2 T extra-virgin olive oil, plus more as needed
For the Salad (optional):
½ c cherry tomatoes, halved and quartered
1 c pitted kalamata olives
4 small celery stalks, peeled and sliced thinly on the bias
1 bunch fresh parsley, stems trimmed
½ medium red onion, thinly sliced
3 T extra-virgin olive oil
1 T fresh lemon juice
Salt and Pepper to taste
1. Using a sharp knife, cut a 2-inch pocket lengthwise down the middle of the thickest part of the chicken breast – be careful not to cut all the way through.
2. Put a piece of cheese in the pocket, pinch the meat shut over it, salt and pepper the breast and top with the tarragon.
3. Wrap the prosciutto around the breasts, two pieces per breast. Be careful to get your prosciutto cut in strips, not disks, it will make our life way easier than mine was… If the cheese tries to pop back out, poke it back down with a finger as your wrap the prosciutto around it.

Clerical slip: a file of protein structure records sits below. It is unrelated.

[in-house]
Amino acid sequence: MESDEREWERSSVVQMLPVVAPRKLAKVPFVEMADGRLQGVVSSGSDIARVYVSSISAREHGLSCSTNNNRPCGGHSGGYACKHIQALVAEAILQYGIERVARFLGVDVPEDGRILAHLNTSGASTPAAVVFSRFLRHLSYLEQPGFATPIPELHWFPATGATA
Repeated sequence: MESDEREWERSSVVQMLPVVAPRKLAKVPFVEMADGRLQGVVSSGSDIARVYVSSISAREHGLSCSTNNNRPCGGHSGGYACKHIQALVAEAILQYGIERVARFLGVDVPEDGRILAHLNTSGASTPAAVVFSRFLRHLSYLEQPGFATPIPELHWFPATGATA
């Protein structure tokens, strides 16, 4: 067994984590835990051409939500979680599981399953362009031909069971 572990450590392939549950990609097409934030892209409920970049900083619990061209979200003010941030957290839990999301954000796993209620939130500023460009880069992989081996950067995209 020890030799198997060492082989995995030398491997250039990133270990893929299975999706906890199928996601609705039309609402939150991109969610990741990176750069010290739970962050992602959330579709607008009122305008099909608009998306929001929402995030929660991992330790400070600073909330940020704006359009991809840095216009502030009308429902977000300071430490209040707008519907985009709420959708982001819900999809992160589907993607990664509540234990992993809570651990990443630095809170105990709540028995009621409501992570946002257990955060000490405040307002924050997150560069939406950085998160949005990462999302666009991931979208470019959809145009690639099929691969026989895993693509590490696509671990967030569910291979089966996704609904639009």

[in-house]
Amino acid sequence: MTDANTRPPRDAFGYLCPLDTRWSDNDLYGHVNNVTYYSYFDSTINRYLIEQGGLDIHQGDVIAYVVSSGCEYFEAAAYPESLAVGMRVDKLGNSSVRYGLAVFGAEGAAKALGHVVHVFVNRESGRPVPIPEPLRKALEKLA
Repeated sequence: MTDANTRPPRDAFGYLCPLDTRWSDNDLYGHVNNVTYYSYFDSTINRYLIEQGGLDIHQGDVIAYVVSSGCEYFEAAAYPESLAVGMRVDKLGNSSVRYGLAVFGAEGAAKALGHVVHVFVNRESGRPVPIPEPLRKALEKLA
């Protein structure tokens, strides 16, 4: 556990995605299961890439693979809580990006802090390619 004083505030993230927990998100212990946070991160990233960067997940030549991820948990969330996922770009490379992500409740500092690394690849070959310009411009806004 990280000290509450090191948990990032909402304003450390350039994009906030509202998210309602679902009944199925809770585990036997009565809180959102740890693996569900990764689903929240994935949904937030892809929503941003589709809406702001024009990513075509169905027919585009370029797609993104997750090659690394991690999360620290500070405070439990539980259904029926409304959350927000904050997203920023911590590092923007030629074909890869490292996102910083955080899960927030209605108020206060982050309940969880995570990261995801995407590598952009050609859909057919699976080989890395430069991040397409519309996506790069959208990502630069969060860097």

4. Heat the oven to 375.
5. Heat the oil in a large skillet over medium-high heat and sear the breasts about 5 minutes per side. Add more oil as needed. Do not try to rush it, the prosciutto will unstick from the bottom of the pan when it is ready to be flipped - otherwise you will tear it and cheese will go everywhere.
6. Put the seared chicken breasts on a baking sheet and bake until cooked through, another 8-12 minutes (or until a thermometer inserted into the thickest part of the breast reads 165).
7. Let the chicken rest, this will allow the meat reabsorb the juices.